COVID-19 and Democracy in Southeast Asia


COVID-19 and Democracy in Southeast Asia: Building Resilience, Fighting Authoritarianism examines trends under which Southeast Asian governments have used crises as opportunities for their political advantage. This report, centred around the Coronavirus Disease 2019 (COVID-19), highlights the routine response from governments with the announcement of emergency decrees and laws, suspension of civil freedoms, corruption of electoral democracy, censorship, digital surveillance measures, and framing human rights activists as national security threats. Post- crises, governments then enact long term laws and policies that effectively shrink civic space. Their methods also include limiting media and journalists’ watchdog activities through fake news and defamation labels, whilst substantially contributing to the dwindling civil society funding. A set of recommendations are also prescribed for the United Nations, Governments, Donors and Civil Society Organizations.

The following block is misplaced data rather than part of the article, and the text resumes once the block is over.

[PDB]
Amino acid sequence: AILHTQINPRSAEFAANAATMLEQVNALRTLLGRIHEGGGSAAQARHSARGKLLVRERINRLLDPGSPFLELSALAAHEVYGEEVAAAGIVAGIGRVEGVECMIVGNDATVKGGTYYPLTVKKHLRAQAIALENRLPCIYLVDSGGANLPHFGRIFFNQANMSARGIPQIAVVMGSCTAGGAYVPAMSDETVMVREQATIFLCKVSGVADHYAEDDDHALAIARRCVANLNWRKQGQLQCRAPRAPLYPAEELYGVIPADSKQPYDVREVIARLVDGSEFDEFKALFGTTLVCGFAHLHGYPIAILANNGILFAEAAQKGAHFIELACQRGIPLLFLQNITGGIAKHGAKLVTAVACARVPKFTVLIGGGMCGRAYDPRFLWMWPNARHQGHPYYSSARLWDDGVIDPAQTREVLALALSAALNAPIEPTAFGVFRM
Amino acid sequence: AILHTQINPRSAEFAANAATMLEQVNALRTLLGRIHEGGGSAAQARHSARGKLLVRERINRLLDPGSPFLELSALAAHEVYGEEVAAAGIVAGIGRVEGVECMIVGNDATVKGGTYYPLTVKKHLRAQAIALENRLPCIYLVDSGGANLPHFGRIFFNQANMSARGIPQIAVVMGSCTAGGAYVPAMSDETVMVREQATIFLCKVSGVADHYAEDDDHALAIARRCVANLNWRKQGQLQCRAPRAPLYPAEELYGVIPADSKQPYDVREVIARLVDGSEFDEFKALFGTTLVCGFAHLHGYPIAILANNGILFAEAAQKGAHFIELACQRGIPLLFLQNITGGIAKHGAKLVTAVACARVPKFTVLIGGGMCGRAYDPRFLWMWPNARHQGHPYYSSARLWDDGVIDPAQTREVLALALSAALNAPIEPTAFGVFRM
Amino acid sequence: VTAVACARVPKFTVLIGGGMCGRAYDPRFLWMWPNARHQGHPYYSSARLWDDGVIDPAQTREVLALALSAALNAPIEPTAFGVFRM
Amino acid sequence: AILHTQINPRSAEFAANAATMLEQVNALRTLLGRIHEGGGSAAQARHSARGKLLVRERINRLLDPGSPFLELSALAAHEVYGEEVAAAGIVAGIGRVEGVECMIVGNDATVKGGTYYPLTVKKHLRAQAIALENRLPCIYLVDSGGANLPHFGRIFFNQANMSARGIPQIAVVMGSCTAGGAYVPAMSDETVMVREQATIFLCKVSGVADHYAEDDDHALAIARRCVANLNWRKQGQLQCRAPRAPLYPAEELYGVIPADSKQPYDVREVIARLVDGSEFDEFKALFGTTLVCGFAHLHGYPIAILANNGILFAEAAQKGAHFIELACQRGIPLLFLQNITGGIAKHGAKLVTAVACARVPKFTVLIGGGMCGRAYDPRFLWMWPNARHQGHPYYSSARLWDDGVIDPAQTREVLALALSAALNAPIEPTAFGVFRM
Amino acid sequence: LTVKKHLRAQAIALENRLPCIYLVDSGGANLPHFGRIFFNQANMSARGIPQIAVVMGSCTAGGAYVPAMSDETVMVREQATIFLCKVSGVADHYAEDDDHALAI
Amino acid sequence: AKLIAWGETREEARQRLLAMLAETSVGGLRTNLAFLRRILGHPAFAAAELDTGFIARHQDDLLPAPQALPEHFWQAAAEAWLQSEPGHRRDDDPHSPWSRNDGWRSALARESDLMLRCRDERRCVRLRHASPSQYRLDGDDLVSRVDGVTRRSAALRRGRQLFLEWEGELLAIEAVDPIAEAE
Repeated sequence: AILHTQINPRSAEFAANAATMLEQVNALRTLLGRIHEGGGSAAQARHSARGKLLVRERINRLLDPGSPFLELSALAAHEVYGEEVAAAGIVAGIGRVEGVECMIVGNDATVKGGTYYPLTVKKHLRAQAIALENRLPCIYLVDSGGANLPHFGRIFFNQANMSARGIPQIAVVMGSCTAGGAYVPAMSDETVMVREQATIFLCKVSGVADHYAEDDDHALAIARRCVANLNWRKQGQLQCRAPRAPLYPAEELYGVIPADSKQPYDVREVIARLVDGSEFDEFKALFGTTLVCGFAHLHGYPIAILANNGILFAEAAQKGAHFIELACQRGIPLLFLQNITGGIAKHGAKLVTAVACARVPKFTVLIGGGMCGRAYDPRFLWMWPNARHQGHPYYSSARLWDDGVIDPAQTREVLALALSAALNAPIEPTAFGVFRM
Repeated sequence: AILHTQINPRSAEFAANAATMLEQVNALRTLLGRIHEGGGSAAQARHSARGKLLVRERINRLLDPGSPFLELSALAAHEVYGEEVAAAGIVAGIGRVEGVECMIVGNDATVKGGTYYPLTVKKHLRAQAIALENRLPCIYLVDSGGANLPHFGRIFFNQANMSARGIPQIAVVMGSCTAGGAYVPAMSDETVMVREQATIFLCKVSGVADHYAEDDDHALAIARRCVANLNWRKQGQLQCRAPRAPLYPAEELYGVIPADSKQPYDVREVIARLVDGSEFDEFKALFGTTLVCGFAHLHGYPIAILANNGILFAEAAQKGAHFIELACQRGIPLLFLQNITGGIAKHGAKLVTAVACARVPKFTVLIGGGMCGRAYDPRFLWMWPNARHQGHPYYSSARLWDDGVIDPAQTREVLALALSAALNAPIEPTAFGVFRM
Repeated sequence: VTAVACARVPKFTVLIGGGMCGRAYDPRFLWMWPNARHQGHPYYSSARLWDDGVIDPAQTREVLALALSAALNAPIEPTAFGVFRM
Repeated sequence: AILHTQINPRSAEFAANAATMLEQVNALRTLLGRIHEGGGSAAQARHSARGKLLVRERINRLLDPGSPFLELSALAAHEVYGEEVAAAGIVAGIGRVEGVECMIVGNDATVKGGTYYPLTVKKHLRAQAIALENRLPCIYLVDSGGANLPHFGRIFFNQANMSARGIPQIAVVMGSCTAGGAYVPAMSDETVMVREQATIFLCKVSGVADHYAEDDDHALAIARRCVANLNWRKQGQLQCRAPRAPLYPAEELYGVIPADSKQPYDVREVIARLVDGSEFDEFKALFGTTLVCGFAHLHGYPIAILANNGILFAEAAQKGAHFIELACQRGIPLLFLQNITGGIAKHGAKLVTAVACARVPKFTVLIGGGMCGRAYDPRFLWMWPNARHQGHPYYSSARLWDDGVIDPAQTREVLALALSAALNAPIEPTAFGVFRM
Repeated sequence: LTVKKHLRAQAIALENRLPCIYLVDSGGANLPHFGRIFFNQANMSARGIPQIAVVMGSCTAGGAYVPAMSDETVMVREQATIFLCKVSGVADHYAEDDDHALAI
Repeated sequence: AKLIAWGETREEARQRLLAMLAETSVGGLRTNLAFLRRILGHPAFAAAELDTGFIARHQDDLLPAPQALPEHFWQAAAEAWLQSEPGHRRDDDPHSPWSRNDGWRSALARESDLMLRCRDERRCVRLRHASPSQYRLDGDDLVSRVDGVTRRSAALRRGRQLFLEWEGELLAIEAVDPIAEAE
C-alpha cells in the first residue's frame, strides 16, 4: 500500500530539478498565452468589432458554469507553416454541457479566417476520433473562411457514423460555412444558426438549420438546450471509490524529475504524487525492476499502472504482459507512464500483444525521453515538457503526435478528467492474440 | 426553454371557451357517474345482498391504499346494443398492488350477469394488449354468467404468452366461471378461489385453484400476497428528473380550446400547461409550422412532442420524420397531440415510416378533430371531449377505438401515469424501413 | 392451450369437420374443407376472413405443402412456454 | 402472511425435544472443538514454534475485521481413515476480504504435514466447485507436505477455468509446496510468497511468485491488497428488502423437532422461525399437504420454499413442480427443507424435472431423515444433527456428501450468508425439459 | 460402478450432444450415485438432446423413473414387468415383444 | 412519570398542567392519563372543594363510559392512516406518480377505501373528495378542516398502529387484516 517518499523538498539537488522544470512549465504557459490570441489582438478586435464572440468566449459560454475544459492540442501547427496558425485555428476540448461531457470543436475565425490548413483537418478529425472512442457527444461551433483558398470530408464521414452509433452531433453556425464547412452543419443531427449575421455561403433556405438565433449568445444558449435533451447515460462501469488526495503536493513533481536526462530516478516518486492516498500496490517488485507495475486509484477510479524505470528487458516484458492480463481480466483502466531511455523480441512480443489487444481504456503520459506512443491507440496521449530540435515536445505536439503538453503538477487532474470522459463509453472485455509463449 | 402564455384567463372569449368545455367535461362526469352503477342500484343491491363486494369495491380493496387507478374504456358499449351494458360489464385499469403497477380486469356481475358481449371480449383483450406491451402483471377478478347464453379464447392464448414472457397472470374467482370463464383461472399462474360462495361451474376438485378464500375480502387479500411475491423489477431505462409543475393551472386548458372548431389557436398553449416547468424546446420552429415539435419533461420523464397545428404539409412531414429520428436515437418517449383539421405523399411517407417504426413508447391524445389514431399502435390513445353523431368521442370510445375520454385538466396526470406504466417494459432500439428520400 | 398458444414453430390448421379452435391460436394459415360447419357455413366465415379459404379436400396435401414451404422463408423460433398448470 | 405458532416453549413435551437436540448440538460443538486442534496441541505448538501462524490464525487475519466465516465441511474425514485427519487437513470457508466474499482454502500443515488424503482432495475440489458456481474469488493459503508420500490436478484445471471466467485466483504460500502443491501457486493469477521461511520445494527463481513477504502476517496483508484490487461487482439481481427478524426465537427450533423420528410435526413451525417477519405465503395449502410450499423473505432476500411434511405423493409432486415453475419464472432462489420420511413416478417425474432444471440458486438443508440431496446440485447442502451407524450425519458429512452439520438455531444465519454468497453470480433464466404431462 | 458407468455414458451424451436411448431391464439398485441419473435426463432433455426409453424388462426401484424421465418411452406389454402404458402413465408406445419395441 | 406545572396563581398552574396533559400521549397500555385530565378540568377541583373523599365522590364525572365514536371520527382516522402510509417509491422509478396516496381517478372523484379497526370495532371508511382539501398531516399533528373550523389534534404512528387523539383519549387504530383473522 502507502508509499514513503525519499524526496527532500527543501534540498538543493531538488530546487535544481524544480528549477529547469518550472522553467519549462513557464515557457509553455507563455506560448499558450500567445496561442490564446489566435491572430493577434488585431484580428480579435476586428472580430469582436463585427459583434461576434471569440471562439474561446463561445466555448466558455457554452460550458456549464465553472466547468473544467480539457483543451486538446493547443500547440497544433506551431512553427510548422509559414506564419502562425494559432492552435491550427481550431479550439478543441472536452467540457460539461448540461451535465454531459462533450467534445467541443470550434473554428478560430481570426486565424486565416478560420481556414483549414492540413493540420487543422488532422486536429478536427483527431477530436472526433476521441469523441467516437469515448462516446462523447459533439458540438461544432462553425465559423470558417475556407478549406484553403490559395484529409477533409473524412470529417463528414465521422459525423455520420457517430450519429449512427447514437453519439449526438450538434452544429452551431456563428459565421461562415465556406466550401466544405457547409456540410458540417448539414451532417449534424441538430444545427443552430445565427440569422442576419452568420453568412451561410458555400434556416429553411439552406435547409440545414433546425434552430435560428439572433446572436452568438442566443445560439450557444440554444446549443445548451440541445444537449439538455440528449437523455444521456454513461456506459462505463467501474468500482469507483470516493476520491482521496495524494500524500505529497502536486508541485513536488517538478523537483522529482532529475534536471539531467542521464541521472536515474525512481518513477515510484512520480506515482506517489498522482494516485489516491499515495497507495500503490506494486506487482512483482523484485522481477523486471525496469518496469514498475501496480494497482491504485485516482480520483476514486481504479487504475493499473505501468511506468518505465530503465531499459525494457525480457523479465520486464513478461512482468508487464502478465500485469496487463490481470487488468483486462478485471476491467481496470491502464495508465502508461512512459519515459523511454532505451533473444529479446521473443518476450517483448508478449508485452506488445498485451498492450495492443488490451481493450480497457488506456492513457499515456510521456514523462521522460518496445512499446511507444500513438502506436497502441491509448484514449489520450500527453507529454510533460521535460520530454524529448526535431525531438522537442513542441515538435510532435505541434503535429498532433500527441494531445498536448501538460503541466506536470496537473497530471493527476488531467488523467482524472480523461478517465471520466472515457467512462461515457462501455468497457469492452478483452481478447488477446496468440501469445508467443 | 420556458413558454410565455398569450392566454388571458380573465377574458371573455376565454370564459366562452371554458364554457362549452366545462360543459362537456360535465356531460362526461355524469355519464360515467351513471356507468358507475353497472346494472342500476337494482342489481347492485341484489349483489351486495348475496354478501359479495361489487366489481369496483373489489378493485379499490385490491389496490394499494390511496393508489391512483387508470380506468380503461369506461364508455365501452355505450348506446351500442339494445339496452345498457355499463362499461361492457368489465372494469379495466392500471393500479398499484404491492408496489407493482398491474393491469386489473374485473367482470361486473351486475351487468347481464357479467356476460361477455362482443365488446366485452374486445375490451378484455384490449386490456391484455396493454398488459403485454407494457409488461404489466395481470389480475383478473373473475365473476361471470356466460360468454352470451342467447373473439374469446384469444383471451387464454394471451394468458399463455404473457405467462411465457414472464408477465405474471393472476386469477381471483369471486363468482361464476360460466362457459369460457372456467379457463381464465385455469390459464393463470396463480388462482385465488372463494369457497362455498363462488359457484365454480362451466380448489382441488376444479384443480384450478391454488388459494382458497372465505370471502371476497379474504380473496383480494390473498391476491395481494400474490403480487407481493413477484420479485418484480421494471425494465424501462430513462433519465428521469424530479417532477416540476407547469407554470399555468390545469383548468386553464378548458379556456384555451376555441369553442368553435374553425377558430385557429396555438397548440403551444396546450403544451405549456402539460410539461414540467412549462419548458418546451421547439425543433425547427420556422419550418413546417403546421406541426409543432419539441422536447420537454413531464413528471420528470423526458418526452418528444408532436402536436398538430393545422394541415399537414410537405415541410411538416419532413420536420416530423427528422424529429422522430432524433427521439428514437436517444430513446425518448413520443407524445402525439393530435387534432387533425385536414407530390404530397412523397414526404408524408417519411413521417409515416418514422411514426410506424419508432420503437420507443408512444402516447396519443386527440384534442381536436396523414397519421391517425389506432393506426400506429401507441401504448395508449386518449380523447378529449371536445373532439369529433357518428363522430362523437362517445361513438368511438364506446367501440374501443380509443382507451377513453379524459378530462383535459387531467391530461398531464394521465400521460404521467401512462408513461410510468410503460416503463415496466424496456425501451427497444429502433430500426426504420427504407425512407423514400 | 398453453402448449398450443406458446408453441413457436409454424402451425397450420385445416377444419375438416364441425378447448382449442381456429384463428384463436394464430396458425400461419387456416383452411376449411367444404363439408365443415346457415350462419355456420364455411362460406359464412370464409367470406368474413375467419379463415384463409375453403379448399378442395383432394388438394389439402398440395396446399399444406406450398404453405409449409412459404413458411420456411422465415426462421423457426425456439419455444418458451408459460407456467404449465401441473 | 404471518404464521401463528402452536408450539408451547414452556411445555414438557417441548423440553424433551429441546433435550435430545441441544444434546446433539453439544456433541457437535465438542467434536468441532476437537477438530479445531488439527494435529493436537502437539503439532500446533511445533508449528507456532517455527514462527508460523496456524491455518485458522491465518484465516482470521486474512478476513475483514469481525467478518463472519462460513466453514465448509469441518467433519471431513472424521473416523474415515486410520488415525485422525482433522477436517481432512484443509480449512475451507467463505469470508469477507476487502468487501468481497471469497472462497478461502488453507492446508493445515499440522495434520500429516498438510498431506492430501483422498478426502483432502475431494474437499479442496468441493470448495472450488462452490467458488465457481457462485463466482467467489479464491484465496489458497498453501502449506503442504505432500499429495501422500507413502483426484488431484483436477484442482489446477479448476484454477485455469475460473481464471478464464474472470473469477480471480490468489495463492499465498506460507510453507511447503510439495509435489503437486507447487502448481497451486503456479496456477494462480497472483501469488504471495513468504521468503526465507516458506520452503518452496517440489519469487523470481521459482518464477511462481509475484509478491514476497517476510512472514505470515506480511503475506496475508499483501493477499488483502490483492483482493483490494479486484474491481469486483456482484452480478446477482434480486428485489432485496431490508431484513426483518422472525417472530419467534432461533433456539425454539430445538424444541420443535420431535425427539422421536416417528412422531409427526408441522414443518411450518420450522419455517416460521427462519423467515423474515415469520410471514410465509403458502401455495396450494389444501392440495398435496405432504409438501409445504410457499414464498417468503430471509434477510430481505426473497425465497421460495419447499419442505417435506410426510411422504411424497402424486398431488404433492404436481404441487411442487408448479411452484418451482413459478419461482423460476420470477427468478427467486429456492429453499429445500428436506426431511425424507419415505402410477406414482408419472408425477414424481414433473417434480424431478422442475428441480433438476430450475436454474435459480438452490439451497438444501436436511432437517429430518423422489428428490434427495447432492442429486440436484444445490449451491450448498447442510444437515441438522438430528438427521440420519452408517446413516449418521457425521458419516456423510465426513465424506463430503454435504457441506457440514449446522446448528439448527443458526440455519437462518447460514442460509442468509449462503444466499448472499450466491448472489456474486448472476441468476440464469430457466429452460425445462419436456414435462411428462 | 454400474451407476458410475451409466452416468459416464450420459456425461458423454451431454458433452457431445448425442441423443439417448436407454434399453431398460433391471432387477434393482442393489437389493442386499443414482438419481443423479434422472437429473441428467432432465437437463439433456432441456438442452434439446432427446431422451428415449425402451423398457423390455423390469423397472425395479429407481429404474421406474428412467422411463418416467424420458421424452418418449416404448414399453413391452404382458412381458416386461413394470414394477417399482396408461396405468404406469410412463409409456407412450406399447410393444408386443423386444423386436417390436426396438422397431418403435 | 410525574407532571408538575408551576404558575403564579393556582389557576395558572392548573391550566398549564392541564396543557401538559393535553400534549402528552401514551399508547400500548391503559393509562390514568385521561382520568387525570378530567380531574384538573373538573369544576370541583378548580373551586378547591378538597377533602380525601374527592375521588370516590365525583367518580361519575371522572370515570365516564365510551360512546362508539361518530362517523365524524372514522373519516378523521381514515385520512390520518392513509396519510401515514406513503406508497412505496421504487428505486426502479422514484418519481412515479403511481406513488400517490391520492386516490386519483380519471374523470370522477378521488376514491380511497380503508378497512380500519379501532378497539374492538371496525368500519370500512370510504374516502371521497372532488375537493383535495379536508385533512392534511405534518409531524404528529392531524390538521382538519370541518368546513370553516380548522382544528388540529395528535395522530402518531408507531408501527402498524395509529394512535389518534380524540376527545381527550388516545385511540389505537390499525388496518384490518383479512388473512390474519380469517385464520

Executive Summary

  1. Introduction
  2. Background
  3. Laws and Policies
  4. Curbing Protests
  5. Eroding Electoral Democracy
  6. Stifling Political Criticism
  7. Attacking the Media
  8. Increasing Surveillance
  9. Funding Shifts
  10. Recommendations
  11. Conclusion



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